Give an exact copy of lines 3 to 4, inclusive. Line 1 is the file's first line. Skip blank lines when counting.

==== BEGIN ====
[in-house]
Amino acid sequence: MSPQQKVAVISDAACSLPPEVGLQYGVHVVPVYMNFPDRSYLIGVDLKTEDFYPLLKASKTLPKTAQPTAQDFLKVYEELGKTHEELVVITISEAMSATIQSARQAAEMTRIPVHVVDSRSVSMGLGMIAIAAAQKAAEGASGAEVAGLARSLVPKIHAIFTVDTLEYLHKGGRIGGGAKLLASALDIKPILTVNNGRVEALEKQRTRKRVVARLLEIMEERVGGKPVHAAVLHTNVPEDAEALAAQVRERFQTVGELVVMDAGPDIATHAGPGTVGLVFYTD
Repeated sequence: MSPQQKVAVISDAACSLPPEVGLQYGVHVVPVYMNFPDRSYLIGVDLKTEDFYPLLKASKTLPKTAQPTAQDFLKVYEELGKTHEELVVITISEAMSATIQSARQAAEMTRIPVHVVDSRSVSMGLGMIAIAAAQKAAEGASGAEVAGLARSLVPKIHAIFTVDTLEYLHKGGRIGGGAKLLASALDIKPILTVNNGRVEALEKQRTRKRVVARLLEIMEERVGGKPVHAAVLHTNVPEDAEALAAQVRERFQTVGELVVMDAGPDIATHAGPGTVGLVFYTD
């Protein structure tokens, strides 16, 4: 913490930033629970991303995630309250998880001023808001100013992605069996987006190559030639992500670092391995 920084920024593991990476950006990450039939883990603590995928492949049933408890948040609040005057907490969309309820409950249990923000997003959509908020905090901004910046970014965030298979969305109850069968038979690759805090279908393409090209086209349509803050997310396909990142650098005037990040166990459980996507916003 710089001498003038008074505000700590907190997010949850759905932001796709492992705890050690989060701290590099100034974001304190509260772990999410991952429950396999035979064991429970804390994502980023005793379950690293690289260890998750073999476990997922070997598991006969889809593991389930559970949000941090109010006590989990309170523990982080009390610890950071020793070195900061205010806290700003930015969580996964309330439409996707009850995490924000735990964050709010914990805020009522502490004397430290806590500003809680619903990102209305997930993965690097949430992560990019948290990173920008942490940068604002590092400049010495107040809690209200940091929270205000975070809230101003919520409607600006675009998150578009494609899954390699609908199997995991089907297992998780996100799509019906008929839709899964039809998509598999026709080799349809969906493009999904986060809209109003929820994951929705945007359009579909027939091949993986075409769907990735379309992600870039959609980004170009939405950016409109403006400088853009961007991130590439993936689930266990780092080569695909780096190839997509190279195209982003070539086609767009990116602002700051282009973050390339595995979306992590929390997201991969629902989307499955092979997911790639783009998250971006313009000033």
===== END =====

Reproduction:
Repeated sequence: MSPQQKVAVISDAACSLPPEVGLQYGVHVVPVYMNFPDRSYLIGVDLKTEDFYPLLKASKTLPKTAQPTAQDFLKVYEELGKTHEELVVITISEAMSATIQSARQAAEMTRIPVHVVDSRSVSMGLGMIAIAAAQKAAEGASGAEVAGLARSLVPKIHAIFTVDTLEYLHKGGRIGGGAKLLASALDIKPILTVNNGRVEALEKQRTRKRVVARLLEIMEERVGGKPVHAAVLHTNVPEDAEALAAQVRERFQTVGELVVMDAGPDIATHAGPGTVGLVFYTD
């Protein structure tokens, strides 16, 4: 913490930033629970991303995630309250998880001023808001100013992605069996987006190559030639992500670092391995 920084920024593991990476950006990450039939883990603590995928492949049933408890948040609040005057907490969309309820409950249990923000997003959509908020905090901004910046970014965030298979969305109850069968038979690759805090279908393409090209086209349509803050997310396909990142650098005037990040166990459980996507916003 710089001498003038008074505000700590907190997010949850759905932001796709492992705890050690989060701290590099100034974001304190509260772990999410991952429950396999035979064991429970804390994502980023005793379950690293690289260890998750073999476990997922070997598991006969889809593991389930559970949000941090109010006590989990309170523990982080009390610890950071020793070195900061205010806290700003930015969580996964309330439409996707009850995490924000735990964050709010914990805020009522502490004397430290806590500003809680619903990102209305997930993965690097949430992560990019948290990173920008942490940068604002590092400049010495107040809690209200940091929270205000975070809230101003919520409607600006675009998150578009494609899954390699609908199997995991089907297992998780996100799509019906008929839709899964039809998509598999026709080799349809969906493009999904986060809209109003929820994951929705945007359009579909027939091949993986075409769907990735379309992600870039959609980004170009939405950016409109403006400088853009961007991130590439993936689930266990780092080569695909780096190839997509190279195209982003070539086609767009990116602002700051282009973050390339595995979306992590929390997201991969629902989307499955092979997911790639783009998250971006313009000033």